List of the 72 names on the Eiffel Tower

On the Eiffel Tower, seventy-two names of French scientists, engineers, and mathematicians are engraved in recognition of their contributions. Gustave Eiffel chose this "invocation of science" because of his concern over the protests against the tower. The engravings are found on the sides of the tower under the first balcony, in letters about 60 cm high, and originally painted in gold.

The engraving was painted over at the beginning of the twentieth century and restored in 1986–1987 by Société Nouvelle d'exploitation de la Tour Eiffel, the company contracted by the city of Paris to operate the Tower. The repainting of 2010–2011 restored the letters to their original gold colour.

There are also names of the engineers who helped build the tower and design its architecture on the top of the tower on a plaque, where a laboratory was built as well.

List of École Polytechnique alumni

This is a list of notable people affiliated with the École Polytechnique. Alumni of the École Polytechnique are traditionally referred to as "X", or "Xnnnn", where nnnn stands for the year of admission into the school.

Malus (disambiguation)

Malus, the apples, is a genus of about 30–35 species of small deciduous trees or shrubs in the family Rosaceae, including most importantly the domesticated Orchard or Table Apple.

Malus may also refer to:

Bonus-Malus, a scheme of reward and punishment

Malus (constellation), an asterism that was part of the Argo Navis constellation

Étienne-Louis Malus (1775–1812), French officer, engineer, physicist, and mathematician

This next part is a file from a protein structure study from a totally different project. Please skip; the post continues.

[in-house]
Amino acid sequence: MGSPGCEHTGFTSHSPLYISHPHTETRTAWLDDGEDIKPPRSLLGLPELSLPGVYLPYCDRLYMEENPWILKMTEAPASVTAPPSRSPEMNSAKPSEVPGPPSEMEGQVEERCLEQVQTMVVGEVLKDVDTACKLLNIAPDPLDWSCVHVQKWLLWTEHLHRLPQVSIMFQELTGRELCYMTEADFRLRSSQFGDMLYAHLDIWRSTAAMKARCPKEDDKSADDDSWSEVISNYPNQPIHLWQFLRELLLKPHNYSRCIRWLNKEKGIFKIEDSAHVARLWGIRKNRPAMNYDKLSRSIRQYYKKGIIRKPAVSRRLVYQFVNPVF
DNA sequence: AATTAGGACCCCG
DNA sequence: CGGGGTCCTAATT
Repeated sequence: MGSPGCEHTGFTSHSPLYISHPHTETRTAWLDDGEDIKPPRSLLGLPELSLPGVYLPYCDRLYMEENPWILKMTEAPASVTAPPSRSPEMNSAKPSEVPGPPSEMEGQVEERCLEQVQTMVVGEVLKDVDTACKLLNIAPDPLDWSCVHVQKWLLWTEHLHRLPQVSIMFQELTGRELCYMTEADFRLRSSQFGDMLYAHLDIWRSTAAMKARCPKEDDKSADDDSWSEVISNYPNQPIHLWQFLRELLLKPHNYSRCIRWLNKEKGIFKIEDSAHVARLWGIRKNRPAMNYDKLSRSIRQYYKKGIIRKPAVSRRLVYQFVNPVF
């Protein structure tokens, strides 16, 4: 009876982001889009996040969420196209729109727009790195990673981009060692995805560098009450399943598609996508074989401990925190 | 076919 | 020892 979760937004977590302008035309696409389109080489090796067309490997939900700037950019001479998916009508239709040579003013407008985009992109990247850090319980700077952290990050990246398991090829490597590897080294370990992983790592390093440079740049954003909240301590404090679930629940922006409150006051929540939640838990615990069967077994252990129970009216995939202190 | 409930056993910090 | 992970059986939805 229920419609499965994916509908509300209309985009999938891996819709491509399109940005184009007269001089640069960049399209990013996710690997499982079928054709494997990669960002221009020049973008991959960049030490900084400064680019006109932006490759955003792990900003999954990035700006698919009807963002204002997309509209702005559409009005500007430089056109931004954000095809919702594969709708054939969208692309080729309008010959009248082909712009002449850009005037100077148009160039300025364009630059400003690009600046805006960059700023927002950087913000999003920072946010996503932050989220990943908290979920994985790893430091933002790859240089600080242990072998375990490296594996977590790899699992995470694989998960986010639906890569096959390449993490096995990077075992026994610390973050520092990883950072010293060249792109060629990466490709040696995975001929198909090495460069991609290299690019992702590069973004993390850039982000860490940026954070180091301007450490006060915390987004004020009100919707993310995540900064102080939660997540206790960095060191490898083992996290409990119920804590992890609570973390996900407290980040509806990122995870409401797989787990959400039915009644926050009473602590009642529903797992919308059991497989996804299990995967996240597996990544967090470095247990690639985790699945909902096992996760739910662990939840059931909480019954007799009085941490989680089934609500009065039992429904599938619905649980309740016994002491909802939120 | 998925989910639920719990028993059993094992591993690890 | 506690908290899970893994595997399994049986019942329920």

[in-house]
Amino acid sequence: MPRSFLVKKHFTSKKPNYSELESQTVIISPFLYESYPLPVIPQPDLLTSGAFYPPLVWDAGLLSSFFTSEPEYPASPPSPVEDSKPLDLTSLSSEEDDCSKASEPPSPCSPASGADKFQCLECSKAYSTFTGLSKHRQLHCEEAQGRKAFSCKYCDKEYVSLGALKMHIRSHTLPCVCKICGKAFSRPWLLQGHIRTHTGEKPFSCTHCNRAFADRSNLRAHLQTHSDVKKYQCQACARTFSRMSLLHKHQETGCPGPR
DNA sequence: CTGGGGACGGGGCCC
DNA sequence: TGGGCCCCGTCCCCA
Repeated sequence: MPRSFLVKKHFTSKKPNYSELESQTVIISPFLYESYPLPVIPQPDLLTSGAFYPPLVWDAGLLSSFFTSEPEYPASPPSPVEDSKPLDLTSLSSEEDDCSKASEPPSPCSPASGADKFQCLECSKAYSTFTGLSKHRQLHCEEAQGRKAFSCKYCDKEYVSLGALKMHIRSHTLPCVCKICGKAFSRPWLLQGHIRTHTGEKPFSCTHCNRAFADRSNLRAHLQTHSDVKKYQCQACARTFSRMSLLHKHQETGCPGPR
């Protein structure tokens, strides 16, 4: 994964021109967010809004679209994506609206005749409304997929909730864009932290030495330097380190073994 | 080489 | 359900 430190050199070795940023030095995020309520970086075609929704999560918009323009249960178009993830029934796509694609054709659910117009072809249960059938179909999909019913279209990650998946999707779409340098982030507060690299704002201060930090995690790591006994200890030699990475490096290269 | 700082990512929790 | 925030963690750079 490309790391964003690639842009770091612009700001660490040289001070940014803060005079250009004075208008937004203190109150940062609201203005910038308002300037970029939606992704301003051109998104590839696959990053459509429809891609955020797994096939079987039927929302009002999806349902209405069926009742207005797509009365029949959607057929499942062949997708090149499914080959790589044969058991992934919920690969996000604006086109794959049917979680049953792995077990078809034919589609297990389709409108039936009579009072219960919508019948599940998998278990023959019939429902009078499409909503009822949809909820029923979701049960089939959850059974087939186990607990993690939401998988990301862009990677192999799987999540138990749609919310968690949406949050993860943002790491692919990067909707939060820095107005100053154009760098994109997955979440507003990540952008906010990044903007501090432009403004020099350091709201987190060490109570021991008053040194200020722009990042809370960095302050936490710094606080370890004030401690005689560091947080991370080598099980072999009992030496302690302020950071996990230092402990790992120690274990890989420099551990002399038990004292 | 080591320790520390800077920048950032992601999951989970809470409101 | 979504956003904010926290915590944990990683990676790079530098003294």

Malus (Castlevania), a young boy who is the reincarnation of Dracula in the video games Castlevania and Castlevania: Legacy of Darkness

Edward Malus, played by Nicolas Cage, the protagonist of The Wicker Man

Karl Malus, M.D., a fictional villain from Marvel Comics

The Malus, a monster appearing in the Doctor Who story "The Awakening"

The Malus, a playable race in the computer game O.R.B: Off-World Resource Base

Malus, the sixteenth and final Colossus in Shadow of the Colossus

Malus Code, a Japanese visual novel like game.

Malus Island

Malus Island is an island 8 kilometres (4.5 nmi) south of Cape Evensen, lying in Auvert Bay off the northwest coast of Stresher Peninsula, in Graham Land, Antarctica. It was charted by the British Graham Land Expedition under John Rymill, 1934–37, and was named by the UK Antarctic Place-Names Committee in 1960 for French physicist Étienne-Louis Malus, who discovered the polarization of light by reflection, a fact subsequently used in the design of snow goggles.

Plane of polarization